The Beginning: Reverend Father Alexander Cestelli
Founding pastor, Reverend Father Alexander Cestelli, D.D., was born in Fiesole, Italy and was a native of Borgo San Sepulcro diocese, which is a Suffragen See of Florence, Italy. In 1887 he obtained his excardination from his native diocese to accept a professorship at St. Paul’s Seminary, St. Paul, Minnesota. He was incardinated in that diocese on January 5, 1888. There he taught seven years in the minor seminary, St. Thomas Aquinas Seminary, Merriam Park and one year at the major seminary in St. Paul.
The Reverend Monsignor Joseph Jessing, founding rector of the Pontifical College Josephinum in 1888, had been in correspondence with the Father Cestelli from the middle of January 1896 regarding his acquisition for the Josephinum. By January 26, 1896, his acceptance was confirmed. At the Josephinum he was engaged as a professor to teach Moral Theology. In the course of time, Father Cestelli became quite interested in the spiritual welfare of the Italian immigrants of Columbus who had no set place of worship.
In October 1896, the Right Reverend John Ambrose Watterson, D.D., Bishop of the Diocese of Columbus, appointed Father Cestelli to take charge of the Italian immigrants’ spiritual needs in Columbus. Soon after Father Cestelli’s appointment, he organized regular church services for his new congregation in the bell tower chapel baptistery of St. Joseph Cathedral. For nearly two years,. Sunday morning masses were celebrated in the baptistery at nine o’clock. A beautiful stained glass window of St. John baptizing Jesus is prominently located at the front wall of the chapel baptistery. After viewing this magnificent work of art, one can easily imagine how St. John the Baptist was chosen as the patron saint of this church. Additionally, the baptistery played an important role in facilitating the diverse spiritual needs of a growing Italian congregation. The first parish baptism was administered to Francesco Pietro Caito on Sunday, December 20, 1896, and the first wedding was celebrated on March 25, 1897 with the marriage of Mr. Charles Amicon and Miss Maria Bova. Also, Italian children received religious instruction in their native language in the chapel baptistery.
Before long, this small assemblage and its devoted pastor began on a very modest scale to make an effort towards acquiring their own place of worship. Their first intention was to purchase an existing building and remodel it according to their needs. Later it was found advisable to change these plans, and before the close of 1897, Father Cestelli purchased four lots on Lincoln and Hamlet Streets at a cost of $4,700 and immediately set about raising more funds for the construction of a church.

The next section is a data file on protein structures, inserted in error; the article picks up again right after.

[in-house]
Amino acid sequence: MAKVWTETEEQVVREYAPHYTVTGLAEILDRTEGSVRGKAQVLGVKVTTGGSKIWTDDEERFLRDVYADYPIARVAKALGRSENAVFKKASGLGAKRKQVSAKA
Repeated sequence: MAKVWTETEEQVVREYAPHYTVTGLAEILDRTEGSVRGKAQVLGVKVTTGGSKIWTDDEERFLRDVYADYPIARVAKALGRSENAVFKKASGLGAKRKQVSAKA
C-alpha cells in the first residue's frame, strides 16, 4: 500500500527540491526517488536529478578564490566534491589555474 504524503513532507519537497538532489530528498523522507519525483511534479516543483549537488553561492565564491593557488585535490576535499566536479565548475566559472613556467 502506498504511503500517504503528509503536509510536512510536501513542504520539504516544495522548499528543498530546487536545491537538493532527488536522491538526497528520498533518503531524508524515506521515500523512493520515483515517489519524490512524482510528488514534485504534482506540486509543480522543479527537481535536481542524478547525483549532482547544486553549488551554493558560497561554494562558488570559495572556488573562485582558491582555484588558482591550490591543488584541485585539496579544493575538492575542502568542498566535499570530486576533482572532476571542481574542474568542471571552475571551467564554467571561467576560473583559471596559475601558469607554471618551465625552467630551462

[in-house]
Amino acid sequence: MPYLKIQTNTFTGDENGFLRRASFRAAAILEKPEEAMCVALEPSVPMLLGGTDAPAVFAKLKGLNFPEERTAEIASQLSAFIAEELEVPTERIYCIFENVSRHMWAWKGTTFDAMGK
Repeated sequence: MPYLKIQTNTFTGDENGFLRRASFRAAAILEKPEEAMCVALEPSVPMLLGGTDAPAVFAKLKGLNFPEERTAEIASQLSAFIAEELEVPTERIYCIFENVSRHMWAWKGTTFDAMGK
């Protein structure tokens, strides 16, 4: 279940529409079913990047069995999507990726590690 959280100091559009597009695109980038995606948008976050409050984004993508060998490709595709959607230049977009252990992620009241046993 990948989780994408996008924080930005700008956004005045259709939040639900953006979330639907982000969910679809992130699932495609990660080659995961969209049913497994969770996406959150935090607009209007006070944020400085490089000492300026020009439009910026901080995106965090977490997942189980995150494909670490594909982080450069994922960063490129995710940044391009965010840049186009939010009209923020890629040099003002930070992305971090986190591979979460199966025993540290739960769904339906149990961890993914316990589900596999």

Early in January 1898, representatives of city churches held a meeting in the baptistery of the Cathedral to formulate plans for a bazaar to benefit the new church. Father Cestelli’s statement that he had already purchased the lots was added incentive to the movement, and those present heartily pledged themselves to make the proposed enterprise a success. The bazaar, which was held at Columbus City Hall, opened on February 15, 1898 and continued through February 19. The Catholic Societies and members of the different congregations were liberal in their patronage, and the handsome articles on the various tables were disposed of with profit. Despite inclement weather conditions, it was a great success, netting about $2,000.
As a later contribution, Mr. John Marzetti made a generous donation of a fine building lot in Marzetti’s addition on the North Side. This lot was valued at $1,200 and was raffled off with tickets selling for $1.00 each.
With funds in hand and bright prospects of the new congregation, ground was broken for the new church early in Spring of 1898, followed by a laying of the cornerstone with due ceremony on Sunday, May 15, 1898. Large delegations accompanied by several bands of music, the Ancient Order of Hibernians, the Knights of St. John, and the Italian Beneficial Society met at the corner of Broad and Third Streets and marched to the church. The Knights of St. John were attired in full uniform and were accompanied by their own band.
The Reverend John Ambrose Watterson, assisted by the Reverend Monsignor Joseph Jessing and Reverend Father Cestelli, officiated. Amid a profusion of American flags, floating over the white-robed forms of nearly a score of eminent clergy, more than three hundred stood with bowed heads at 3 o’clock Sunday afternoon and listened to the solemn services during the laying of the cornerstone of the new church of St. John the Baptist.